Published online May 7, 2014. doi: 10.3748/wjg.v20.i17.5051
Revised: January 5, 2014
Accepted: February 17, 2014
Published online: May 7, 2014
AIM: To evaluate the success rates, procedural time and adverse event rates of the modified methods in endoscopic ultrasonography-guided hepaticogastrostomy (EUS-HGS).
METHODS: Twenty-eight patients in a prospective case series who underwent EUS-HGS (phase I). Forty-six patients in a matched case-control study (phase II). The simplified technique for fistula dilation was the primary use of a 4 mm balloon catheter with a stainless steel stylet. The stent deployment was modified by deploying the metal stent inside a bile duct (half of the stent) under EUS and fluoroscopic guidance and gently pulling the echoendoscope after full deployment of the stent inside the echoendoscope channel (remaining portion of the stent) under fluoroscopic guidance. This cohort was compared with a matched historical cohort.
RESULTS: In phase I, the technical and clinical success with the modified method was 96% (27/28) and 89% (24/27 as per-protocol analysis). The overall adverse event rate was 7%. In phase II, there was no difference in technical and clinical success, stent patency and overall adverse events in each group. However, the procedural time (15.3 ± 5.2 min vs 22.3 ± 6.0 min, P < 0.001) and early adverse events (0% vs 26%, P = 0.02) were statistically improved in case cohort compared with control cohort.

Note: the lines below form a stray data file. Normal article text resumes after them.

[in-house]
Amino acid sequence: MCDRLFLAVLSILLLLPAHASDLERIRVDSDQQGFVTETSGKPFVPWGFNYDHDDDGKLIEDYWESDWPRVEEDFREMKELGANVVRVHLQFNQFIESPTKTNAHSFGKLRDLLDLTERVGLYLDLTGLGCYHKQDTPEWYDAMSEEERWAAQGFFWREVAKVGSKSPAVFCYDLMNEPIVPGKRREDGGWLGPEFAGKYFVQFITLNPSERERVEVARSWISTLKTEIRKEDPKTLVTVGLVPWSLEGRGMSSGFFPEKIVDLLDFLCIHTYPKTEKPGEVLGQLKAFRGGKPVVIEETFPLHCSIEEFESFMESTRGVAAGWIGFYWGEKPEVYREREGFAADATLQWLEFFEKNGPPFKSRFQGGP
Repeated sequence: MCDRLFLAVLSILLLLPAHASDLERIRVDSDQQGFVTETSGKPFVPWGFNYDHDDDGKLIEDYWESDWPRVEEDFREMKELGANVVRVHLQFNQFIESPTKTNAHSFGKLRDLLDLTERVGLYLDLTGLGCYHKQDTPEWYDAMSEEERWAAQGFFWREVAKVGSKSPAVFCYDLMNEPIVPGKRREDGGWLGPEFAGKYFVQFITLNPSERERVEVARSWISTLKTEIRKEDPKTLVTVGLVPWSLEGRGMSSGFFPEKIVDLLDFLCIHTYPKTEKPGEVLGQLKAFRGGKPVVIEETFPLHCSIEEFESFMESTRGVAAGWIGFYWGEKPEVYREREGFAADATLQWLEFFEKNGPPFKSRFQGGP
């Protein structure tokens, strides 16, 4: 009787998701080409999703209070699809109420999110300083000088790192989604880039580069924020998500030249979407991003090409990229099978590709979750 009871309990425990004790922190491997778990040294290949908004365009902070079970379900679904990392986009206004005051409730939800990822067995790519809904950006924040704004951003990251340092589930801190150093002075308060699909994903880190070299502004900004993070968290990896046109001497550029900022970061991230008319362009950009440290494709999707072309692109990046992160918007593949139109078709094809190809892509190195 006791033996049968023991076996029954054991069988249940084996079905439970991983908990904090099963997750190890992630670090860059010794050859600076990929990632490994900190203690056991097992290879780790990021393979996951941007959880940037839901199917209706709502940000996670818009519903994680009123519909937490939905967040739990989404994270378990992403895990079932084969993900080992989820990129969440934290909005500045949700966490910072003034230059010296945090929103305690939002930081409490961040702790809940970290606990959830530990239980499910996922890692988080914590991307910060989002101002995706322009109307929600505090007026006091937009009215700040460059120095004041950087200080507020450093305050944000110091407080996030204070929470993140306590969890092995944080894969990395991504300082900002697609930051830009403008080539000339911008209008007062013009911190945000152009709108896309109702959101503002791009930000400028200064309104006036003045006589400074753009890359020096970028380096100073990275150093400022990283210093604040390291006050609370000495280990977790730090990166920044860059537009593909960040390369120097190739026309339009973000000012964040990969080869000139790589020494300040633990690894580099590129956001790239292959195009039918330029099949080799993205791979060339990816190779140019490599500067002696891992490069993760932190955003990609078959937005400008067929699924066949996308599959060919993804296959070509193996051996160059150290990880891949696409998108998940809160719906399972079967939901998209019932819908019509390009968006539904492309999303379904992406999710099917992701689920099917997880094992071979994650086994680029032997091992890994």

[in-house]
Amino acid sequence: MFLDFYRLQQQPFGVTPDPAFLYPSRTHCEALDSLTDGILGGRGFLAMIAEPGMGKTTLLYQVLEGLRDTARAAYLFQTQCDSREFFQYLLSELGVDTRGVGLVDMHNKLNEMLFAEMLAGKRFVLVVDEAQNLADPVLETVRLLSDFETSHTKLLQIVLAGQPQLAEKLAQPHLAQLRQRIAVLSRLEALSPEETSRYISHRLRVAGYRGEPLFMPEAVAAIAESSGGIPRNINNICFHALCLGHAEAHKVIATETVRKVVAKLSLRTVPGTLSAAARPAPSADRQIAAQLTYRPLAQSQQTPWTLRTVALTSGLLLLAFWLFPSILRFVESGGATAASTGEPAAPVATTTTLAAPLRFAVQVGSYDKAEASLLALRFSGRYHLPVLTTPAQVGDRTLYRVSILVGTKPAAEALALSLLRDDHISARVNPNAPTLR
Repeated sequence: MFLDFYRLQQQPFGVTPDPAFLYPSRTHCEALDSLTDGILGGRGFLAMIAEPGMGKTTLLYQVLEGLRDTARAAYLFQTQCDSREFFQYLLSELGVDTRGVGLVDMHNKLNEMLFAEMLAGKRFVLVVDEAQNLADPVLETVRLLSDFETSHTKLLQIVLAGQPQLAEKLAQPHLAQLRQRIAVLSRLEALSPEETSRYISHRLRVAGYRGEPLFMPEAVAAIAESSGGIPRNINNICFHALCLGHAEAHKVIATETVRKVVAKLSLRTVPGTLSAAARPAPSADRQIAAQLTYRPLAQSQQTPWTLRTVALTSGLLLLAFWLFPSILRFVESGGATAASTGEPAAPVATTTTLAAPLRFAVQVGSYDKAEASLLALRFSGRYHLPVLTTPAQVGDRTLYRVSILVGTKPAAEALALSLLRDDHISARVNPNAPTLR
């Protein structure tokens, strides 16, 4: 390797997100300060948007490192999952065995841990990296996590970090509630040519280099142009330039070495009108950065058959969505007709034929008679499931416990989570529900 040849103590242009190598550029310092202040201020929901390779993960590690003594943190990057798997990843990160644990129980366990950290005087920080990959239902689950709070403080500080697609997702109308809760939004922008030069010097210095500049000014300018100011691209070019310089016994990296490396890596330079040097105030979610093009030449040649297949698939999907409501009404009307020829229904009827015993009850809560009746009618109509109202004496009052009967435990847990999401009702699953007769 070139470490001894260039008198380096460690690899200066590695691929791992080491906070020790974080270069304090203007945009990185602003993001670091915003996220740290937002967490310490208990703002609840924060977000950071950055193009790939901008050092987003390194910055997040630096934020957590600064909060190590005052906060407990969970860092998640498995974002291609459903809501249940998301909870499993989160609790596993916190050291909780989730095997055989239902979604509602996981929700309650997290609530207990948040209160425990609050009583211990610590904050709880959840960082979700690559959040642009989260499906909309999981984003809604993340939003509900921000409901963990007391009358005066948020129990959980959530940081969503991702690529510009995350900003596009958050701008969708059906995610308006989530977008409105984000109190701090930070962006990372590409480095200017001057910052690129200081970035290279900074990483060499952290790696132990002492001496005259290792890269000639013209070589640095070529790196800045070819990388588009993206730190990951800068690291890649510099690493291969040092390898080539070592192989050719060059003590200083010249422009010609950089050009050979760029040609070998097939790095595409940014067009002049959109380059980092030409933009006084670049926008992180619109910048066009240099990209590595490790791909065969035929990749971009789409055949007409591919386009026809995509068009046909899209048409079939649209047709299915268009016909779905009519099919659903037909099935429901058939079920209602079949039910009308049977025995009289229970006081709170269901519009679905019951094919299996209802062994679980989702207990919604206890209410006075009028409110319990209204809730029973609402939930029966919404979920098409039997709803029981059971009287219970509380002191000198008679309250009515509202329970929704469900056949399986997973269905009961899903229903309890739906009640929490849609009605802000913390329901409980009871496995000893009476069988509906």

CONCLUSION: Compared with the conventional EUS-HGS technique, the procedural time was shorter and early adverse events were less frequent with our simplified and modified technique.
Core tip: Endoscopic ultrasonography-guided hepaticogastrostomy (EUS-HGS) with direct transluminal stenting is a complex procedure in terms of guidewire manipulation, fistula dilation and stent deployment. We prospectively evaluated our simplified and modified EUS-HGS technique; fistula dilation with a 4 mm balloon dilation catheter with a stainless steel stylet and stent deployment maneuver with an 8 mm fully covered metal stent with dual flaps. The technical and clinical success was 96% (27/28) and 89% (24/27). The overall adverse event rate was 7%. Compared with the conventional EUS-HGS technique, the procedural time was shorter and early adverse events were less frequent with our modified technique.